In New Jersey, parents’ child support obligations are determined according to the state’s Child Support Guidelines (the “Guidelines”). These Guidelines focus on two primary considerations: (i) the child’s needs, and (ii) the parents’ respective abilities to pay.
However, calculating child support is often more difficult than parents expect. The Guidelines are fairly complex, and they require consideration of a variety of different factors depending upon the parents’ financial and family circumstances. If you are preparing to go through a divorce or need to address child support for a child born out of wedlock, here is a brief introduction to some of the key issues involved:
Calculating Child Support in New Jersey: What Parents Need to Know
1. Determining Each Parent’s Ability to Pay
What is your ability to pay? What is your spouse’s (or co-parent’s) ability to pay? These are both critical questions when it comes to calculating child support, and they require a careful assessment of both parents’ qualifying sources of income and pre-existing financial obligations.
In some circumstances, parents may attempt to conceal income in order to reduce their child support obligations. If you are concerned that your spouse or former partner may be hiding income, there are methods available for ensuring that you receive a fair child support award.
2. The Guidelines are Not Hard-and-Fast Rules
While the Guidelines will control the calculation of child support in most circumstances, the New Jersey courts have the authority to deviate from the Guidelines, “to accommodate the needs of the children or the parents’ circumstances.” If you believe that a support calculation made pursuant to the Guidelines is inappropriate given your unique circumstances, you may be able to petition the court for an alternative child support award.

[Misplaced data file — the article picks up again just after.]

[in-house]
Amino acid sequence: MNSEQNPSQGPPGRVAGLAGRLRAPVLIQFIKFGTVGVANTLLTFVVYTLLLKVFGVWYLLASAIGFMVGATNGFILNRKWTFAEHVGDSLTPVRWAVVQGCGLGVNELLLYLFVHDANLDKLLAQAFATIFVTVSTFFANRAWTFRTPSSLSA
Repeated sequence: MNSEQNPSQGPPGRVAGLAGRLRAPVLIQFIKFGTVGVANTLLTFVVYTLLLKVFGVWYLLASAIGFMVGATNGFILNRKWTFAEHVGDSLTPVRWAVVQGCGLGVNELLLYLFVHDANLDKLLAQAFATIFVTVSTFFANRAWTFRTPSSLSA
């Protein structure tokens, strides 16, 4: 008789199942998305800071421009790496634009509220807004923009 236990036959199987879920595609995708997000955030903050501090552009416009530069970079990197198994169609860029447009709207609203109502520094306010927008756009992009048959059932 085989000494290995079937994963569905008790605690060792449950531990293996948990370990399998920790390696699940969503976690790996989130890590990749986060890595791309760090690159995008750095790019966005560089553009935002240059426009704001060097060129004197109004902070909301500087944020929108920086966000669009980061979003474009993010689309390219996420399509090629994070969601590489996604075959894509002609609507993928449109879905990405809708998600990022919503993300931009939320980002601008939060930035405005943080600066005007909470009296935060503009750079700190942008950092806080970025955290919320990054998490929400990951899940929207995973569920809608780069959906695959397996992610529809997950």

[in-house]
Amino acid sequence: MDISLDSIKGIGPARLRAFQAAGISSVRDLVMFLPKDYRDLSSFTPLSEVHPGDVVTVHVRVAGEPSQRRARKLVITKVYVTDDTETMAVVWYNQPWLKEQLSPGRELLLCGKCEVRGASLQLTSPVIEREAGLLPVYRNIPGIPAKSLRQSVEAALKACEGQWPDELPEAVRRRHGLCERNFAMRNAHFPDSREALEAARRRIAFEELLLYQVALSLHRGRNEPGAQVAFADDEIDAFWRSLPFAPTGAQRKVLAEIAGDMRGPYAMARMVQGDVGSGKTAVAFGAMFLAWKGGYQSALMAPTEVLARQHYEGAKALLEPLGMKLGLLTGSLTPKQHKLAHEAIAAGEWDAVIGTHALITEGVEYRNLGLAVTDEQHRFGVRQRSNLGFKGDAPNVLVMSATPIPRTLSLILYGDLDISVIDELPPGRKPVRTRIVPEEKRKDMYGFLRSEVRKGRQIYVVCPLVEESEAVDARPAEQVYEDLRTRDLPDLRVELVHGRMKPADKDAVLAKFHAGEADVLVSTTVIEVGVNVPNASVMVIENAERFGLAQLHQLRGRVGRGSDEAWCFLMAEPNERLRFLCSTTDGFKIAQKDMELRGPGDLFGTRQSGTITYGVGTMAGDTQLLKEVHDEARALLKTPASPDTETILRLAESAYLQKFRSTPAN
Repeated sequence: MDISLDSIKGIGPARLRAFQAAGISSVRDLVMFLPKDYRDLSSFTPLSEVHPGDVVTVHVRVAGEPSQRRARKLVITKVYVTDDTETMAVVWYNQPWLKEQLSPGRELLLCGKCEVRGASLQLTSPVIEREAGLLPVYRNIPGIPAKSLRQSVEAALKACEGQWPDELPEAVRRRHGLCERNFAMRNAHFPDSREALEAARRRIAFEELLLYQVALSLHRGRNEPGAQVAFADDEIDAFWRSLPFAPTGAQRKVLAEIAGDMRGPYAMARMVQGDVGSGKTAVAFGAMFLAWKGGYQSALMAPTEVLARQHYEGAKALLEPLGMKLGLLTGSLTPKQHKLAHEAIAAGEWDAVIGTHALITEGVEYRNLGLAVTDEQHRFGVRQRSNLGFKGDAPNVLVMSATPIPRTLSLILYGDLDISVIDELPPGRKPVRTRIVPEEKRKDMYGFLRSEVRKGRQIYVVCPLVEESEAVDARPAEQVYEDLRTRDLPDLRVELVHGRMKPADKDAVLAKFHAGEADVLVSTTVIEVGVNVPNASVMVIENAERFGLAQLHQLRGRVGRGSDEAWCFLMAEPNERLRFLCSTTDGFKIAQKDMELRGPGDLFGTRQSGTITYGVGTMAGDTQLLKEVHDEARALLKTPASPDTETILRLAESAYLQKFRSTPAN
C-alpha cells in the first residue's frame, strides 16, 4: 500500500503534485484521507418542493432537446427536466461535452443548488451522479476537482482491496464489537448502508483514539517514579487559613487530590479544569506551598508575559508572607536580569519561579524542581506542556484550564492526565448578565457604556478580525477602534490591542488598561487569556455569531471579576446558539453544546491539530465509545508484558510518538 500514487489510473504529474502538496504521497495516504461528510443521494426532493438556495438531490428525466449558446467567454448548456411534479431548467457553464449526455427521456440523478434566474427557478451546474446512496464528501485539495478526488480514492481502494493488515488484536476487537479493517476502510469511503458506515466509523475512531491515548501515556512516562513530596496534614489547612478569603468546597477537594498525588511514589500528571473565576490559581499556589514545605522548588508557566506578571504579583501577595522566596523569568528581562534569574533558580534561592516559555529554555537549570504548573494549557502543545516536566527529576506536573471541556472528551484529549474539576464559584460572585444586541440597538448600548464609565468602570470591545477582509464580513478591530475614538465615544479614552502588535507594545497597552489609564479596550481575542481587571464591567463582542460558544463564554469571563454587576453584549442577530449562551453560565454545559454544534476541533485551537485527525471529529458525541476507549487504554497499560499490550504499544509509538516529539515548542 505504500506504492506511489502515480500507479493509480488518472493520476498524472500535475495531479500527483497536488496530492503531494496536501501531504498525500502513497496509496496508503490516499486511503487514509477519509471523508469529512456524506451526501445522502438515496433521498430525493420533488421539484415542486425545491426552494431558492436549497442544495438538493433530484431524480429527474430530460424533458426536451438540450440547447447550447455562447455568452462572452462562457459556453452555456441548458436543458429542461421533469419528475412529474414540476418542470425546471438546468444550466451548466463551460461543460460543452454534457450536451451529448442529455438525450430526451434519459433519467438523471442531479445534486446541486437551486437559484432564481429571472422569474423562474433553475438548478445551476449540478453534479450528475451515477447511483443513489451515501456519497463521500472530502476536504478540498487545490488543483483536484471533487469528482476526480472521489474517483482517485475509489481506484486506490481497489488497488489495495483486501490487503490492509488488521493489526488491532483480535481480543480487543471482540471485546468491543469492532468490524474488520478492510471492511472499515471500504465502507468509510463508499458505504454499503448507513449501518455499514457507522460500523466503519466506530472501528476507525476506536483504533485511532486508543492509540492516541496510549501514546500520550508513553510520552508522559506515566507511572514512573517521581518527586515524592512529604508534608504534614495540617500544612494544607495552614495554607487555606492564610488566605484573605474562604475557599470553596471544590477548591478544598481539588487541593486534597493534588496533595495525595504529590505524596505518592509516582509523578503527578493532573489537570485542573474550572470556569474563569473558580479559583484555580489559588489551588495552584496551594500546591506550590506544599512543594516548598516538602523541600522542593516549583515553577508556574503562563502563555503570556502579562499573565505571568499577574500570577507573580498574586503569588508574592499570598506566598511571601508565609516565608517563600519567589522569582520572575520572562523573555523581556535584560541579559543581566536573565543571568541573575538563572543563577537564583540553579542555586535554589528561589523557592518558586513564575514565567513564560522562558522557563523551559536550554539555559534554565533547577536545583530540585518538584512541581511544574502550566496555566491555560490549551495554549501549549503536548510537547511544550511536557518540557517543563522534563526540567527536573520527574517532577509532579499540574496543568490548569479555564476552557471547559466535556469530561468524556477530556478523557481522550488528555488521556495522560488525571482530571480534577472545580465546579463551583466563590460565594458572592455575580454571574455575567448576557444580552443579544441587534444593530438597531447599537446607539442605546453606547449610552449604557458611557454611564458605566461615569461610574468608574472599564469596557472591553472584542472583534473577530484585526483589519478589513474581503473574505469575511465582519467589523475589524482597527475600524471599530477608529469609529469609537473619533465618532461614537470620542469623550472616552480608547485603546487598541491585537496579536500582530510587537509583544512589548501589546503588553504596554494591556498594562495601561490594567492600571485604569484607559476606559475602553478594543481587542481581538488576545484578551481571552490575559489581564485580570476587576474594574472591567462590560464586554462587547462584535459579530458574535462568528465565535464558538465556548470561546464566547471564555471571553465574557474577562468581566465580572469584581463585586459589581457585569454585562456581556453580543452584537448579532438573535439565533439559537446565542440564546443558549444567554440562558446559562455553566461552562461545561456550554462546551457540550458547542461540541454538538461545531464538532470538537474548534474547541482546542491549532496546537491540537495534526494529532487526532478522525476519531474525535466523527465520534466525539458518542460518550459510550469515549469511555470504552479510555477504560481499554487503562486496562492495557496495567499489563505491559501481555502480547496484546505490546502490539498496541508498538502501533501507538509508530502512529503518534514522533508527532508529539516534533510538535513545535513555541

3. A Child Support Award Should Maintain the Child’s Standard of Living (to the Extent Possible)
As a general rule, a child support award should maintain the child’s standard of living prior to his or her parents’ separation; and, as we have stated previously, children should not be the economic victims of their parents’ decisions. However, the Guidelines also recognize that there are inherent costs involved in separating and maintaining two households, and they account for the possibility of each parent contributing less to their child’s needs under appropriate circumstances.
4. Accounting for Extraordinary and Special Expenses
While a child support award should, at a minimum, provide for the child’s basic financial needs, there various costs that will either (i) qualify as “extraordinary expenses,” or (ii) fall outside of the realm of child support. For example, expenses for extracurricular activities will require special consideration, and college expenses will need to be addressed separately as well.
Contact the New Jersey Child Support Lawyers at Helmer, Conley & Kasselman
If you have questions about calculating child support in New Jersey, we encourage you to contact us for a free consultation. To speak with an experienced family lawyer in confidence, please call 1-877-435-6371 or request an appointment online today.